OK, for those that want to keep their emerging chironomid patterns (or other nymphs for that matter) suspended just below the surface, I offer The Regulator.
It was partly inspired by a Parasol Shuttlecock Buzzer of British lore and named for me by a good friend as it really does regulate where the fly fishes in the water column. Subsequent Regulator Posts have been constructed with closed-cell foam and float better without dressing.
Hook: Daiichi 1120 or 1130
Body: Tying thread (Gudebrod 6/0), color to suit
Rib: Fine copper wire
Thorax: Peacock's herl or dubbing
Suspension system: custom-furled Regulator Post
If you want to suspend the fly more than three inches subsurface, it's best to tie the fly in reverse (thorax at the bend of the hook) and have the Regulator Post tied in as a "tail", of sorts. Doing so will prevent fouling of the Post with the leader.
Couple of quesitons:
What are you using for the regulator post.
Do you tie the tippet to the eye of the hook or is there a loop
at the end of the regulator post.
Is that just a tuft of antron for a strike indicator at the tip?
That particular Regulator Post is made of 10# furled monofilament leader material. The "indicator" part of the post is orange poly-yarn. Closed cell foam works better, in my experience, but the poly is ok if it has been treated with Watershed or similar product.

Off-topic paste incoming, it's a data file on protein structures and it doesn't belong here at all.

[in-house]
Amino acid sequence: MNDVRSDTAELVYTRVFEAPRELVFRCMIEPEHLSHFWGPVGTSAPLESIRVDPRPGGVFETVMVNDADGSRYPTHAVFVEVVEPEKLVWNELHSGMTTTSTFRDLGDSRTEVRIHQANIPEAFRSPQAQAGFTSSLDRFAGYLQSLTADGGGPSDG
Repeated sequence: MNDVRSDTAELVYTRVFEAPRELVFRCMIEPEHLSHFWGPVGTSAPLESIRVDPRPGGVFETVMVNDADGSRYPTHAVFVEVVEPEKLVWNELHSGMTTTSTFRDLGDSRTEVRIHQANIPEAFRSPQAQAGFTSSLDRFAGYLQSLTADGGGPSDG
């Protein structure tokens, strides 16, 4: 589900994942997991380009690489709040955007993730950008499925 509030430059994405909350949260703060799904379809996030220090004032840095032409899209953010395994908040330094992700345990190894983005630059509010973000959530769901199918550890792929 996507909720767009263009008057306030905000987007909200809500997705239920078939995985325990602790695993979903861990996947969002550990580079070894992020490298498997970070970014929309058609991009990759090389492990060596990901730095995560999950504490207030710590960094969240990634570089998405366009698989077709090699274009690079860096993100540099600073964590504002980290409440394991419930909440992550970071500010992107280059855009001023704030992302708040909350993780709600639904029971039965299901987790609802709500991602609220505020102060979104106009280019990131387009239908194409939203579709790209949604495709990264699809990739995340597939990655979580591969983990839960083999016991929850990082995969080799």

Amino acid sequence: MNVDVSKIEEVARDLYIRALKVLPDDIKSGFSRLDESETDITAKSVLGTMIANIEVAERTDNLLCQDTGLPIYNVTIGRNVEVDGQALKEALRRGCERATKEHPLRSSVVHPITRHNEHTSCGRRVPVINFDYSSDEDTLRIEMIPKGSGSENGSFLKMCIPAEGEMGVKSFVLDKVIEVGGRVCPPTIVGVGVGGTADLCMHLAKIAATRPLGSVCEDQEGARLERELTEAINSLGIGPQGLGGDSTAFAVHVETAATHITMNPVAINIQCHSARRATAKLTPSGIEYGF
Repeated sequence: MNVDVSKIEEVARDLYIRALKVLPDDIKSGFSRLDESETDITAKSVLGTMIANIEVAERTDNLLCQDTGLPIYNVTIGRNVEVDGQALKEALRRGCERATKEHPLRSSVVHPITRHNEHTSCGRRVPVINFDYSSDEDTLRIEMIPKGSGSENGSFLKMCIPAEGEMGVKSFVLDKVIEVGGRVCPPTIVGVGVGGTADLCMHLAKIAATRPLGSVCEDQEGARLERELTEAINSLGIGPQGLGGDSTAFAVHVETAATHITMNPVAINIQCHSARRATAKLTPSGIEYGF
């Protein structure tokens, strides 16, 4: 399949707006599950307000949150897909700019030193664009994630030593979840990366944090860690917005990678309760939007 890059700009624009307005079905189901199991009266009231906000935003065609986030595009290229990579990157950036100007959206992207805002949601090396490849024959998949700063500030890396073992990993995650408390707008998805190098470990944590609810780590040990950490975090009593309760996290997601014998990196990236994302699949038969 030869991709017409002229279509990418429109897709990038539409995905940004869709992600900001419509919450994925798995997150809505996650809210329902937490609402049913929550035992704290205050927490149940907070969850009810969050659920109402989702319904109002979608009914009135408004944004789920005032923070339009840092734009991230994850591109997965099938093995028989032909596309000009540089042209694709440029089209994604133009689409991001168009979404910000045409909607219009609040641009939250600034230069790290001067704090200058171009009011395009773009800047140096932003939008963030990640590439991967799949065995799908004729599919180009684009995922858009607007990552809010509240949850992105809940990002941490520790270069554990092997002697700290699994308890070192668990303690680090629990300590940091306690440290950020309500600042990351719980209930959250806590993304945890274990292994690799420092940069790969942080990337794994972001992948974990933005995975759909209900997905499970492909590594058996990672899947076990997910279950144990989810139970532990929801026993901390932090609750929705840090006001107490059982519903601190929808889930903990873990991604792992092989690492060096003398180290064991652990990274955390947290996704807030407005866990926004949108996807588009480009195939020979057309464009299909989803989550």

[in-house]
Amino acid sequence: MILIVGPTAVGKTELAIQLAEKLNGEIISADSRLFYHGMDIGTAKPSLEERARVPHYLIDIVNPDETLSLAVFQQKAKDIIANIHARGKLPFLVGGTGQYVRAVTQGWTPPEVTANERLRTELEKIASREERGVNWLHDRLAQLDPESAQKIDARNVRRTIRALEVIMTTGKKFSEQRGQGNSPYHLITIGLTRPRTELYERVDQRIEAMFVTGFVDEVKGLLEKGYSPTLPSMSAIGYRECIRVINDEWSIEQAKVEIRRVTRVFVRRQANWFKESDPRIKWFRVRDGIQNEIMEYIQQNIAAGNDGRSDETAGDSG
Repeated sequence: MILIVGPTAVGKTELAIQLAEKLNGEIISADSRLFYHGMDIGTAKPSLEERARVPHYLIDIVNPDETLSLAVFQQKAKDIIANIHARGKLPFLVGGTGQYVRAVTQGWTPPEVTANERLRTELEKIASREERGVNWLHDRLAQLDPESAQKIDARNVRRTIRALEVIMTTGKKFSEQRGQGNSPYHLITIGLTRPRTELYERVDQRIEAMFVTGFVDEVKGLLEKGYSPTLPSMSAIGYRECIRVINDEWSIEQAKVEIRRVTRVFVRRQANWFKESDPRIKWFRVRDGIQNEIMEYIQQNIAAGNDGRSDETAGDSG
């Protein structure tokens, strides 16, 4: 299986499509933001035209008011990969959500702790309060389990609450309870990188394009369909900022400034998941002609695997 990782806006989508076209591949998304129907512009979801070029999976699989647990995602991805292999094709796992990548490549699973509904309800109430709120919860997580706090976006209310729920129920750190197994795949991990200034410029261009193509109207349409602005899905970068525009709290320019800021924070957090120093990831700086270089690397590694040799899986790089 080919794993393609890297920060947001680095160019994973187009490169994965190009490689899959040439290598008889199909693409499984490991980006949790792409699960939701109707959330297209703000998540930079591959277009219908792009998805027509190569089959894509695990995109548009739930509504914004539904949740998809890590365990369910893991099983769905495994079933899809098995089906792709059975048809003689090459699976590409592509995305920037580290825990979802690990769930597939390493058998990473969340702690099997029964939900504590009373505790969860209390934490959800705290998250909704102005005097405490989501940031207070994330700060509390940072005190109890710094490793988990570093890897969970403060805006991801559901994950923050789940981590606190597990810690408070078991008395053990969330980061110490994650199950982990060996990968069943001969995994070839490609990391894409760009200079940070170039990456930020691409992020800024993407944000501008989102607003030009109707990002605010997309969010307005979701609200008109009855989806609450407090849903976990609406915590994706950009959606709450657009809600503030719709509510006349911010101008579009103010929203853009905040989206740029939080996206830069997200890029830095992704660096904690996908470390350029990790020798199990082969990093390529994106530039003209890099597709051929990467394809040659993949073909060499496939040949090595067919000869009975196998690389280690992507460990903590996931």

The fly is tied up until the thorax then the post is tied on. The thorax is then built up over the "butt" of the Regulator Post. The thread is advanced and the fly is finished just behind the eye by lifting the post out of the way.
The fly is tied to the tippet at the hook-eye. The only thing the Regulator Post does is suspend the fly in the water column.
Let me know if you have any other questions.
Took a fish on Spinney Mile with this suspender midge this year. Same idea only just under the surface.
just make the extension longer
The concept central to that particular pattern, that being the post, is exactly why I expended the effort with the Regulator Post. The post of the Dandelion pattern, or whatever it's called (I've heard it called a few different names), is opaque and therefore has to be more evident to the fish. The Regulator Post might not be totally invisible but is at least a lot less evident under the surface. The post on the Parasol Shuttlecock Buzzer, which was what I was trying to replicate in a more sensible fashion, had the "post" being made of the quills of CDC feathers covered with tying thread then cemented. The result was a size 18 chironomid that was about 2.5 inches long. I was in hopes I could improve on that by at least making the post a little less visible.
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